(CTN News) – Western economies are expected to maintain high interest rates on Thursday to combat stubborn inflation, despite supply concerns.
Earlier in the session, crude oil futures were trading at their highest level since November last year at $96.18 a barrel after rising to their highest level since last November at 1111 GMT.
On Friday, November’s contract is set to expire.
A barrel of Brent crude oil for December was down 35 cents at $94.01 a barrel on Wednesday.
Earlier in the session, US West Texas Inflation Intermediate crude futures (WTI) were 24 cents lower at $93.44 a barrel, having risen above $95 for the first time since August 2022 earlier in the session.
According to analysts, the spike in crude prices earlier in the session was caused by the lack of supplies and the decline in inventories.
With Brent prices approaching $100 a barrel, however, concerns are mounting that central bankers will be forced to maintain high interest rates in order to contain inflation fuelled, in part, by the high cost of energy.
“Investors know that a rise in oil prices will hurt the economy because economic activity is going to fall – not to mention the fear that (interest) rates will continue to rise for longer,” said Naeem Aslam of Zaye Capital Markets.
A Reuters poll of analysts showed that the US Inflation crude stocks fell by 2.2 million barrels last week to 416.3 million barrels, far exceeding the 320,000-barrel drop analysts expected at the end of the week.
The US crude stocks at Cushing, Oklahoma, which is the delivery point for US crude futures, fell by 943,000 barrels in the past week, to less than 22 million barrels, the lowest level since July 2022, according to data from the US Energy Information Administration.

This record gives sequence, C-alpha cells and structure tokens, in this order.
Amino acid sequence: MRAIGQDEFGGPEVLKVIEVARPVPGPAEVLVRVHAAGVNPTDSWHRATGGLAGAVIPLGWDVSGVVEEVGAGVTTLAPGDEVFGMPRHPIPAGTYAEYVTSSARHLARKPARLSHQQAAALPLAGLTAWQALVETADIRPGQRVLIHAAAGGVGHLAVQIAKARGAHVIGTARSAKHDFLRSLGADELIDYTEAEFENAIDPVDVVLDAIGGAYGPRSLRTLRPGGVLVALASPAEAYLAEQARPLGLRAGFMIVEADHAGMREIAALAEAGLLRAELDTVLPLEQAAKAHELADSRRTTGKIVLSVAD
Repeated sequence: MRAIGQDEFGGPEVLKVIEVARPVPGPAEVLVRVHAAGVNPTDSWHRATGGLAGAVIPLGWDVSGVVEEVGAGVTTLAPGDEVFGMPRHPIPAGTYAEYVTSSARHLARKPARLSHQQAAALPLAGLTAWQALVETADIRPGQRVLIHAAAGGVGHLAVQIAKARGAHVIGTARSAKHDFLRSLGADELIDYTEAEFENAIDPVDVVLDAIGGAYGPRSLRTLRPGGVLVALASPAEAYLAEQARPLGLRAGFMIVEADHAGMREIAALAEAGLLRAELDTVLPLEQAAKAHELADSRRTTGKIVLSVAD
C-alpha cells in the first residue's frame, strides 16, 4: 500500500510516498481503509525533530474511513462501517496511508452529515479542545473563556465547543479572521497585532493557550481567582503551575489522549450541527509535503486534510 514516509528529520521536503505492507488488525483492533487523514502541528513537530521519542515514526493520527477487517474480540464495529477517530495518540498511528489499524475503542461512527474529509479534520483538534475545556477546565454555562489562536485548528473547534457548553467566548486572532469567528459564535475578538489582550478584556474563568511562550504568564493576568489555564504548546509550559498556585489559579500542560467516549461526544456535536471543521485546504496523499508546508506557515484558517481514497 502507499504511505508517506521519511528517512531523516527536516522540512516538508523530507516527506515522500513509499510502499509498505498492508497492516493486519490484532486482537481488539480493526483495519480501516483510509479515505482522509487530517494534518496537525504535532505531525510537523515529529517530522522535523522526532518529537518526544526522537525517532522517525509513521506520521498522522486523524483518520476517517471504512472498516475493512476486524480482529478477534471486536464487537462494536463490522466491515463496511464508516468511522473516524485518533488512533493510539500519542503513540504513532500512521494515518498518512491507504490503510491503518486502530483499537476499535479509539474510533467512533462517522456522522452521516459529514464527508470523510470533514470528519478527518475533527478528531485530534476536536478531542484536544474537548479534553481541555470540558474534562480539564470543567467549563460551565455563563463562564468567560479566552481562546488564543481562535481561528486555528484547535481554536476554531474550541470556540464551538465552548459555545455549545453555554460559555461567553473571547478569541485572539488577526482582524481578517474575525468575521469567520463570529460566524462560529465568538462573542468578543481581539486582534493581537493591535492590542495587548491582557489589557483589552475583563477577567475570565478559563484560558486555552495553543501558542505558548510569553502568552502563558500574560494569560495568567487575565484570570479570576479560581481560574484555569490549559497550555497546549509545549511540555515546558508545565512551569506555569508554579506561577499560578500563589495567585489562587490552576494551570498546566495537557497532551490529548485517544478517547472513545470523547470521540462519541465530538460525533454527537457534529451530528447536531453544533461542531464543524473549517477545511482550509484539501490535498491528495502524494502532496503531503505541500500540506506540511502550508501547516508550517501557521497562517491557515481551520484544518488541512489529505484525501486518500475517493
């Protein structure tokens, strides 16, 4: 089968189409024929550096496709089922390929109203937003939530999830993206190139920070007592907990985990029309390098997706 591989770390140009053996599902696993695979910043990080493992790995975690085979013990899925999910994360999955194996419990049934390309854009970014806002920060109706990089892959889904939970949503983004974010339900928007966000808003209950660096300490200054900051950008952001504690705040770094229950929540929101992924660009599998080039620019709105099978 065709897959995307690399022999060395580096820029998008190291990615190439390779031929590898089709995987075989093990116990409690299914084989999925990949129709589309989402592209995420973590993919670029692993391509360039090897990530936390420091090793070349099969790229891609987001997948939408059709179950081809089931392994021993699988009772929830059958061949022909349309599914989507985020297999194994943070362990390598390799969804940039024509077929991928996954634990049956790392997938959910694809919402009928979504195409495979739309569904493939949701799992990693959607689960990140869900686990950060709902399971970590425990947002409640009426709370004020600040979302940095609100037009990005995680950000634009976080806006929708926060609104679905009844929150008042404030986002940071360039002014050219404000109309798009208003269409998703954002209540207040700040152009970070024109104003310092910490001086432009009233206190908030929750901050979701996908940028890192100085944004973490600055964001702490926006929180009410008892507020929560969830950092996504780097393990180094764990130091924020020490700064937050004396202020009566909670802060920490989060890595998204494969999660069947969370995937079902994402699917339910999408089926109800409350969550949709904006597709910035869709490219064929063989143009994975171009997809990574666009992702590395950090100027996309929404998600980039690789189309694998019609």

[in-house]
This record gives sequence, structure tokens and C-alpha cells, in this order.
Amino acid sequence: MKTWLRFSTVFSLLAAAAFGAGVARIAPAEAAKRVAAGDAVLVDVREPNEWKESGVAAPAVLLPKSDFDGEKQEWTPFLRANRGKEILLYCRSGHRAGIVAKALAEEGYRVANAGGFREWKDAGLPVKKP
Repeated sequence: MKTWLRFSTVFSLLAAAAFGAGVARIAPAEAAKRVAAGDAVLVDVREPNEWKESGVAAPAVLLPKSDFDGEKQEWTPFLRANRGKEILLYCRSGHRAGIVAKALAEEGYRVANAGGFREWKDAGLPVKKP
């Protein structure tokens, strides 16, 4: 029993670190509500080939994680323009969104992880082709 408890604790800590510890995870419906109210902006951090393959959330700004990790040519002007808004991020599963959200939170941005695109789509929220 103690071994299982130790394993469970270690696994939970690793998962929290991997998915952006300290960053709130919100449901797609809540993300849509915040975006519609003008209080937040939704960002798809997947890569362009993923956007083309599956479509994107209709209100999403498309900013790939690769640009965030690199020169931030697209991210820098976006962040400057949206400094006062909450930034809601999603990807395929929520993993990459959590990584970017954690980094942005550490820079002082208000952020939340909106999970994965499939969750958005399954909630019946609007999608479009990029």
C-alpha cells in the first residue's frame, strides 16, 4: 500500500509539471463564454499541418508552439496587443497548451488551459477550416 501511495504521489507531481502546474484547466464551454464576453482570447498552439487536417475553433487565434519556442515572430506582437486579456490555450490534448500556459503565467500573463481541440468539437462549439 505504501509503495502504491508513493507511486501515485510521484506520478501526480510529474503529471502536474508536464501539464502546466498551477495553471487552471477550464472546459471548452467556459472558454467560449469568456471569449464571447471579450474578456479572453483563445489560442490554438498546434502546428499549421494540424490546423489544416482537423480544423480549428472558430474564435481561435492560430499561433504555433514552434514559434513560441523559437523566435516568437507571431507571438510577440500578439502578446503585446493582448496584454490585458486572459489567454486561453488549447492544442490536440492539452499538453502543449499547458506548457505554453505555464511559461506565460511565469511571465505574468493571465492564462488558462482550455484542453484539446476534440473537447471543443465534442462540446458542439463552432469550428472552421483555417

Due to the strong refining demand and the strong export demand, Cushing’s oil stockpiles have been falling to near historic lows, prompting concerns about the quality of the oil at the hub and whether or not it will fall below minimum operating standards.
There has been a combined voluntary cut of 1.3 million barrels a day of crude oil production by Saudi Arabia and Russia before the end of the year as part of the OPEC+ group, which is comprised of the Organization of the Inflation Petroleum Exporting Countries (OPEC) and their allies.
In an interview with the state-run TASS news agency on Thursday, Russian Energy Minister Nikolai Shulginov said that the ban on fuel exports would not be lifted anytime soon and would remain in place until the domestic market stabilizes.
OPEC+ and Russia have not discussed a possible crude Inflation oil supply increase to compensate for the fuel export ban that Russia imposed on Thursday, the Kremlin announced.